The Hussite Wars, also called the Bohemian Wars or the Hussite Revolution, were fought between the heretical Catholic Hussites and the combined Catholic orthodox forces of Sigismund, Holy Roman Emperor, the Papacy and various European monarchs loyal to the Catholic Church, as well as among various Hussite factions themselves.
The Hussites (Husité or Kališníci; "Chalice People") were a pre-Protestant Christian movement that followed the teachings of Czech reformer Jan Hus, who became the best known representative of the Bohemian Reformation.
is the debut major label single by Japanese heavy metal band Babymetal.
Ildikó Komlósi (Békésszentandrás, 1959) is a Hungarian mezzo-soprano.
Ilse Paula Steppat (30 November 1917 in Wuppertal – 21 December 1969 in West Berlin) was a German actress.
Imaginary Lives (original French title: Vies imaginaires) is a collection of twenty-two semi-biographical short stories by Marcel Schwob, first published in book form in 1896.
Incubate was an annual multidisciplinary arts festival held every September in Tilburg, Netherlands from 2005 to 2016.
The Indian Rebellion of 1857 was a major uprising in India between 1857–58 against the rule of the British East India Company, which functioned as a sovereign power on behalf of the British Crown.
The complete filmography, stage performances, and radio credits of Swedish actress Ingrid Bergman.
Inna Mikhailovna Churikova (И́нна Миха́йловна Чу́рикова, born 5 October 1943) is a Soviet and Russian film and theatre actress.
The International Exhibition of Modern Decorative and Industrial Arts (Exposition internationale des arts décoratifs et industriels modernes) was a World's fair held in Paris, France, from April to October 1925.
The International Honor Quilt (also known as the International Quilting Bee) is a collective feminist art project initiated in 1980 by Judy Chicago as a companion piece to The Dinner Party.
Isabeau of Bavaria (or Isabelle; also Elisabeth of Bavaria-Ingolstadt; c. 1370 – 24 September 1435) was born into the House of Wittelsbach as the eldest daughter of Duke Stephen III of Bavaria-Ingolstadt and Taddea Visconti of Milan.
Isabella of Brittany (in French Isabelle de Bretagne) (1411 – c. 1444) was a daughter of John V, Duke of Brittany, and his wife, Joan of Valois.
Isabella of France (1295 – 22 August 1358), sometimes described as the She-Wolf of France, was Queen of England as the wife of Edward II, and regent of England from 1326 until 1330.
Isabella of Portugal (22 February 1397 – 17 December 1471) was Duchess of Burgundy as the third wife of Duke Philip the Good.
Isabelle Romée, also known as Isabelle de Vouthon and Isabelle d'Arc (1377–1458) and Ysabeau Romee, was the mother of Joan of Arc.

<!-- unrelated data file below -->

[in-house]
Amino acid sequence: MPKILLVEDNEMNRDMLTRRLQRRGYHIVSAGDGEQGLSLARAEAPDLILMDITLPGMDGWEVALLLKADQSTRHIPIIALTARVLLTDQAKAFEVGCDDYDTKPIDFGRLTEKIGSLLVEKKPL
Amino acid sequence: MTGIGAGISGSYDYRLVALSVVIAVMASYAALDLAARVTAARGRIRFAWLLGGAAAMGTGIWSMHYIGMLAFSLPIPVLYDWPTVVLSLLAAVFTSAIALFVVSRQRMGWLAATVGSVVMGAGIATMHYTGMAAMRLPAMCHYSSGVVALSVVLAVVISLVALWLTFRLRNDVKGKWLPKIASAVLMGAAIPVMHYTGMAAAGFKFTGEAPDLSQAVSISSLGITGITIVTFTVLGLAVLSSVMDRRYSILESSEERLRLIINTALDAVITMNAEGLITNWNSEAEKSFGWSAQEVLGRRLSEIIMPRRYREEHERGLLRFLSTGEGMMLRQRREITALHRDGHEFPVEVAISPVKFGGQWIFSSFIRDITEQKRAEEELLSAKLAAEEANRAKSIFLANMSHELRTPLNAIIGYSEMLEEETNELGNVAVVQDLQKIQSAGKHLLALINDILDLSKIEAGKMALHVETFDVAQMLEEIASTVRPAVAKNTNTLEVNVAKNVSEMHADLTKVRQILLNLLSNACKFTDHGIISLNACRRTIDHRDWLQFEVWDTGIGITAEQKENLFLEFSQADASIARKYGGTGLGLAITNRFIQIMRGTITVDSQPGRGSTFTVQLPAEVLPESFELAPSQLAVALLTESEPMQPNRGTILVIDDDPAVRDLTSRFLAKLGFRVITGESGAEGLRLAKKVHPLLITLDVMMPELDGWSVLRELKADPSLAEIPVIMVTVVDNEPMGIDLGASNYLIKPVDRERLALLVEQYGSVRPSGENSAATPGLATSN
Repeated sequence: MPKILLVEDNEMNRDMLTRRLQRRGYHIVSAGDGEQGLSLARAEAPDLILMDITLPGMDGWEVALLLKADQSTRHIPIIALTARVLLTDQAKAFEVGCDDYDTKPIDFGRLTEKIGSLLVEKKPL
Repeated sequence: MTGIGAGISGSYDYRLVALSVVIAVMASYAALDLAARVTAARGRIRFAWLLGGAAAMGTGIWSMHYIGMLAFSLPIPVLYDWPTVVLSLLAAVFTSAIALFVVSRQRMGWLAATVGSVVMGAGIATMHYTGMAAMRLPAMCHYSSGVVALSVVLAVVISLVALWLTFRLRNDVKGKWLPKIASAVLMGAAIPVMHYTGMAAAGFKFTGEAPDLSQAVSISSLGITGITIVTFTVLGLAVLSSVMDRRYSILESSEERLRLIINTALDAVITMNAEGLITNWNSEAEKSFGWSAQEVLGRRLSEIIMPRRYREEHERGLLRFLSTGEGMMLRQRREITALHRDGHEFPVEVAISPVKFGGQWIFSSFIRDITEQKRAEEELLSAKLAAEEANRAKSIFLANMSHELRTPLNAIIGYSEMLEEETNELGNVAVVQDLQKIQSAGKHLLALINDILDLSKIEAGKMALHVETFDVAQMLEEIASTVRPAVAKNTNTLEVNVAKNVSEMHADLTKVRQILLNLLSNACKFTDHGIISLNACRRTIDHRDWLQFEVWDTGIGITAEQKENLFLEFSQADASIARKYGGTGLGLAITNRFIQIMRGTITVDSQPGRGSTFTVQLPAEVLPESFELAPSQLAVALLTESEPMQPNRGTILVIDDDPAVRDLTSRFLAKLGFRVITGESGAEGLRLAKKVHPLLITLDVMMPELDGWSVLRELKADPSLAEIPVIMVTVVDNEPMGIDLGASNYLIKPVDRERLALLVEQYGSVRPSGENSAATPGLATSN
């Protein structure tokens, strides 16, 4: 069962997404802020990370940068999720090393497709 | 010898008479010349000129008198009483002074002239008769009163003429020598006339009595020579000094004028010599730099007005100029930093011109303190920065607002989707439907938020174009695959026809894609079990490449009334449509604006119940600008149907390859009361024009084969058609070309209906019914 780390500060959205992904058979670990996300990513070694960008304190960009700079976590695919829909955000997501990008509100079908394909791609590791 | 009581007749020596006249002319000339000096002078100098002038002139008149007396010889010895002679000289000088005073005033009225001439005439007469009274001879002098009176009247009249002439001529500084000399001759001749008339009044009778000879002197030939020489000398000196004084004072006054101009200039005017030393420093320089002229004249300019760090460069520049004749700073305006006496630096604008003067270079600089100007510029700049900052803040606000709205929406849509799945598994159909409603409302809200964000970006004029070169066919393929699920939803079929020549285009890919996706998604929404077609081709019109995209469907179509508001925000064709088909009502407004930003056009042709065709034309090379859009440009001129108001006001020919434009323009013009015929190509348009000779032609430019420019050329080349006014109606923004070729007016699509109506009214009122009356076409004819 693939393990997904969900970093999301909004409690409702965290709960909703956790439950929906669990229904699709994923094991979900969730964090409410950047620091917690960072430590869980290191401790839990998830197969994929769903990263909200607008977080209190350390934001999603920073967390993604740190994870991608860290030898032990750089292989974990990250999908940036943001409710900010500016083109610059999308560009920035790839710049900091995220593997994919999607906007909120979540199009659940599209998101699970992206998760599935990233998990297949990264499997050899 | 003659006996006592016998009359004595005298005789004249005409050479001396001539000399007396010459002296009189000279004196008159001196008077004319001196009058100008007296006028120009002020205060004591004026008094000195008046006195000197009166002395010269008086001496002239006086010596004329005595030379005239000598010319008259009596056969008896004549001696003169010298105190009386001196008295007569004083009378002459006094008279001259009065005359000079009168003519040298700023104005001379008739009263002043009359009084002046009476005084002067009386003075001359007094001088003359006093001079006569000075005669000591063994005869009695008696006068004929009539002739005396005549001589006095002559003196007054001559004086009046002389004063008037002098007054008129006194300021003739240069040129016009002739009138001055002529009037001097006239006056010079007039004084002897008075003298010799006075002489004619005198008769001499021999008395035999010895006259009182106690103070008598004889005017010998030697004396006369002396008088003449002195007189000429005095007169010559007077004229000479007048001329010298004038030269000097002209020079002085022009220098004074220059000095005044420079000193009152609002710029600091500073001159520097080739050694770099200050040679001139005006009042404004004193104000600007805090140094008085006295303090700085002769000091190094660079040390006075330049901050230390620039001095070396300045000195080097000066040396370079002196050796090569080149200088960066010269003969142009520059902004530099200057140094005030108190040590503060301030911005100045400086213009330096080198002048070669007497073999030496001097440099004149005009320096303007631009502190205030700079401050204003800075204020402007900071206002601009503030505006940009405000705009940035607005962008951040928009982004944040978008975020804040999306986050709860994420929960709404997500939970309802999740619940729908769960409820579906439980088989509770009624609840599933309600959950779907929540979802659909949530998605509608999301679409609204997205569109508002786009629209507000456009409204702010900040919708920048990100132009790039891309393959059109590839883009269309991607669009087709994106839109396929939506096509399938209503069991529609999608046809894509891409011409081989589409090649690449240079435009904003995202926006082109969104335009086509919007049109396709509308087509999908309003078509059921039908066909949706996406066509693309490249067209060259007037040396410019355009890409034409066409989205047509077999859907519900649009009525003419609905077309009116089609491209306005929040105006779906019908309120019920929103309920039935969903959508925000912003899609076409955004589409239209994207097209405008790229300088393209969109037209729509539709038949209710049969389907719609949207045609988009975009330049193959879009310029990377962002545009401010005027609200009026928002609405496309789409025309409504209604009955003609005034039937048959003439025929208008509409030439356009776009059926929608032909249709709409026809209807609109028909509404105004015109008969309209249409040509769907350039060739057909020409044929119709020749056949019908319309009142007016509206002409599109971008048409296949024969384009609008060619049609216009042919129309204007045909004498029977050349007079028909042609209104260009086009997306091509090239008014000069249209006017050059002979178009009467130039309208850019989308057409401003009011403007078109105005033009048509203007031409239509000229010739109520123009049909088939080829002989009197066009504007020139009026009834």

Ivaylo, also spelled Ivailo, (Ивайло), nicknamed Bardokva ("radish" or "lettuce" in Bulgarian) or Lakhanas (Λαχανᾶς, "cabbage") in Greek, was a rebel leader and emperor (Tsar) of Bulgaria.
Jack English (born 13 June 1948) is a photographer, known for his work in the film and music industry.
John Karl "Jack" Kershaw (October 12, 1913 – September 7, 2010) was an American attorney best known for challenging the official account of the assassination of Martin Luther King, Jr., claiming that his client James Earl Ray was an unwitting participant in a ploy devised by a mystery man named Raul to kill the civil rights leader.
Jacqueline Susan McKenzie (born 24 October 1967) is a classically trained Australian actress of stage and screen.
Jacques d'Arc or Darc (1380–1440) was a farmer in the village of Domrémy in Lorraine, and the father of the French heroine and Roman Catholic sainte Jeanne d'Arc, better known in English as Joan of Arc.
Jacques Rivette (1 March 1928 – 29 January 2016) was a French film director and film critic most commonly associated with the French New Wave and the film magazine Cahiers du Cinéma.
Jacquetta of Luxembourg, Countess Rivers (1415/1416 – 30 May 1472) was the eldest daughter of Peter I of Luxembourg, Count of Saint-Pol, Conversano and Brienne, and his wife Margaret of Baux (Margherita del Balzo of Andria).
Jan Alojzy Matejko (also known as Jan Mateyko; June 24, 1838 – November 1, 1893) was a Polish painter known for paintings of notable historical Polish political and military events.
Jane and the Dragon is a Canadian-New Zealand CGI children's animated television series based on the books of the same name by Martin Baynton.
Jane Mallory Birkin, OBE (born 14 December 1946) is an English actress, singer, songwriter, and model.
Jane Marie Genevieve Wiedlin (born May 20, 1958) is an American musician, singer-songwriter, and actress best known as the rhythm guitarist and backing vocalist of the new wave band the Go-Go's.
Jane Waddington Wyatt (August 12, 1910 – October 20, 2006) was an American actress.
Janne Da Arc was a Japanese visual kei rock band from Hirakata, Osaka.
Jargeau is a commune in the Loiret department in north-central France.
Javier Téllez is a Venezuelan artist, living and working in New York City.
Jay Williams (May 31, 1914 – July 12, 1978) was an American author of science fiction (often for children), fantasy, historical fiction, non-fiction, and radical theatre.
Jeanne d'Arc Dijon Basket, commonly known as JDA Dijon Basket or simply Dijon, is a professional basketball club from the city of Dijon, France.
Jean Marie Lucien Pierre Anouilh (23 June 1910 – 3 October 1987) was a French dramatist whose career spanned five decades.
Jean Arthur (born Gladys Georgianna Greene; October 17, 1900 – June 19, 1991) was an American actress and a film star of the 1930s and 1940s.
Jean Bréhal OP was the inquisitor-general of France who led the effort to rehabilitate Joan of Arc.
Jean Chapelain (4 December 1595 – 22 February 1674) was a French poet and critic during the Grand Siècle, best known for his role as an organizer and founding member of the Académie française.